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Inositol 1,4,5-trisphosphate (InsP3) receptors are calcium-release channels found in the endoplasmic/sarcoplasmic reticulum (ER/SR) membrane of diverse cell types. InsP3 receptors release Ca2+ from ER/SR lumenal stores in response to InsP3 generated from various stimuli. The complex spatial and temporal patterns of InsP3 receptor-mediated Ca2+ release regulate many cellular processes, ranging from gene transcription to memory. Ankyrins are adaptor proteins implicated in the targeting of ion channels and transporters to specialized membrane domains. Multiple independent studies have documented in vitro and in vivo interactions between ankyrin polypeptides and the InsP3 receptor. Moreover, loss of ankyrin-B leads to loss of InsP3 receptor membrane expression and stability in cardiomyocytes. Despite extensive biochemical and functional data, the validity of in vivo ankyrin-InsP3 receptor interactions remains controversial. This controversy is based on inconsistencies between a previously identified ankyrin-binding region on the InsP3 receptor and InsP3 receptor topology data that demonstrate the inaccessibility of this lumenal binding site on the InsP3 receptor to cytosolic ankyrin polypeptides. Here we use two methods to revisit the requirements on InsP3 receptor for ankyrin binding. We demonstrate that ankyrin-B interacts with the cytoplasmic N-terminal domain of InsP3 receptor. In summary, our findings demonstrate that the ankyrin-binding site is located on the cytoplasmic face of the InsP3 receptor, thus validating the feasibility of in vivo ankyrin-InsP3 receptor interactions.
Calcium release from intracellular endoplasmic/sarcoplasmic reticulum (ER/SR) stores is activated by inositol 1,4,5-trisphosphate (InsP3), a second messenger produced via the hydrolysis of phosphatidylinositol 4,5-bisphosphate (PIP2). Binding of InsP3 to membrane-associated InsP3 receptors increases InsP3 receptor calcium sensitivity and, in a biphasic manner, induces a stimulatory effect at low calcium concentrations and an inhibitory effect at higher calcium concentrations [Taylor and Laude, 2002]. InsP3 receptor-induced release of calcium from intracellular stores provides positive feedback whereby calcium amplifies its own release. This dynamic interplay allows complex spatial and temporal patterns of intracellular calcium signaling that are necessary for unique cellular functions.
The functional InsP3 receptor complex exists as a homo- or hetero-tetramer of 260 kD InsP3 receptor subunits. Distinct genes encode three InsP3 receptor isoforms in mammals (types I, II, and III), with splice variants identified for each type [Foskett et al., 2007]. Isoform type and expression levels vary among cell types: cerebellar Purkinje cells express InsP3 receptor type I almost exclusively, while pancreatic acinar cells express types II and III, and many epithelia express all three isoforms [Bush et al., 1994; Nathanson et al., 1994; Wojcikiewicz, 1995].
InsP3 receptors interact with a number of protein partners (recently reviewed by Foskett and colleagues) [Foskett et al., 2007]. In 1993, two independent groups identified an interaction between the InsP3 receptor and the adaptor protein ankyrin [Bourguignon et al., 1993a; Joseph and Samanta, 1993]. Specifically, Joseph and colleagues demonstrated that the InsP3 receptor co-immunoprecipitated with ankyrin-R from brain [Joseph and Samanta, 1993]. Moreover, Bourguignon and colleagues showed that ankyrin-R and InsP3 receptor co-purified from murine T-lymphoma cells [Bourguignon et al., 1995], interacted directly with high affinity, and that ankyrin-R inhibited InsP3-binding and InsP3-dependent radiolabeled calcium flux [Bourguignon et al., 1993a; Bourguignon et al., 1993b]. Over the past fifteen years, a number of groups have replicated ankyrin-InsP3 receptor interactions using purified proteins, co-immunoprecipitation assays, 3H-InsP3 binding experiments, and pulse-chase biosynthesis experiments [Feng and Kraus-Friedmann, 1993; Hayashi et al., 2000; Hayashi and Su, 2001; Liu et al., 2007; Mohler et al., 2005; Mohler et al., 2004a; Mohler et al., 2003; Mohler et al., 2004b; Tuvia et al., 1999]. Additional evidence for the relevance of the ankyrin-InsP3 receptor interaction comes from mouse models with reduced ankyrin-B expression that display significant defects in InsP3 receptor expression, subcellular localization, and decreased InsP3 receptor post-translational stability [Mohler et al., 2004a].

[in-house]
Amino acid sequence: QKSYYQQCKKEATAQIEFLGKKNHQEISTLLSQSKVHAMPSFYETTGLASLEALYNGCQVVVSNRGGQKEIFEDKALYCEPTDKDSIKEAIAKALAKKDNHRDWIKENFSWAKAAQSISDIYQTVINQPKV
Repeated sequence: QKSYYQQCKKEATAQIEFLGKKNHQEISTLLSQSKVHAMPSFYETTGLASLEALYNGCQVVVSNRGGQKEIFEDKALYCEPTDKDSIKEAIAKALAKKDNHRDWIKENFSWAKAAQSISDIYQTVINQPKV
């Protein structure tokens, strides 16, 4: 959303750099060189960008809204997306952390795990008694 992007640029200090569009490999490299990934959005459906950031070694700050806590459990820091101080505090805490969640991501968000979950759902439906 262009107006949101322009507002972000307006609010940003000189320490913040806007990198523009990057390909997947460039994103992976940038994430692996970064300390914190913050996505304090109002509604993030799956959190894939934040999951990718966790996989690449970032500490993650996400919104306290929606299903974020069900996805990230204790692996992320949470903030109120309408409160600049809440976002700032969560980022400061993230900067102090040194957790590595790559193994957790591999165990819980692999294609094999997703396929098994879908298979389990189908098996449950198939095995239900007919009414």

Despite overwhelming evidence supporting the ankyrin-InsP3 receptor interaction, questions remain as to the validity of this interaction in vivo. In 1995, an 11-residue motif in the InsP3 receptor (GGVGDVLRKPS corresponding to residues 2548–2558 on rat InsP3 receptor I, Figure 1A–B) was proposed to be the binding site for ankyrin based on its similarity to the ankyrin-binding site on CD44 [Bourguignon and Jin, 1995]. Furthermore, a peptide corresponding to this sequence competed ankyrin-InsP3 receptor interactions and blocked ankyrin-induced inhibitory effects on InsP3 binding and InsP3-dependent calcium release events [Bourguignon and Jin, 1995]. The ankyrin binding site was predicted to reside in the cytosol, allowing for the in vivo interaction of InsP3 receptor and cytosolic ankyrin [Bourguignon and Jin, 1995]. Subsequent studies that resolved InsP3 receptor topology placed the residues 2548–2558 on the lumenal side of the InsP3 receptor, which would effectively prohibit in vivo interactions between ankyrin and the receptor. To date, both ankyrin and InsP3 receptor fields remain unclear regarding the feasibility of in vivo ankyrin- InsP3 receptor interactions despite compelling biochemical and animal findings (see comments in [Foskett et al., 2007; Mohler et al., 2004a; Patel et al., 1999; Patterson et al., 2004; Roderick and Bootman, 2003; Vermassen et al., 2004]).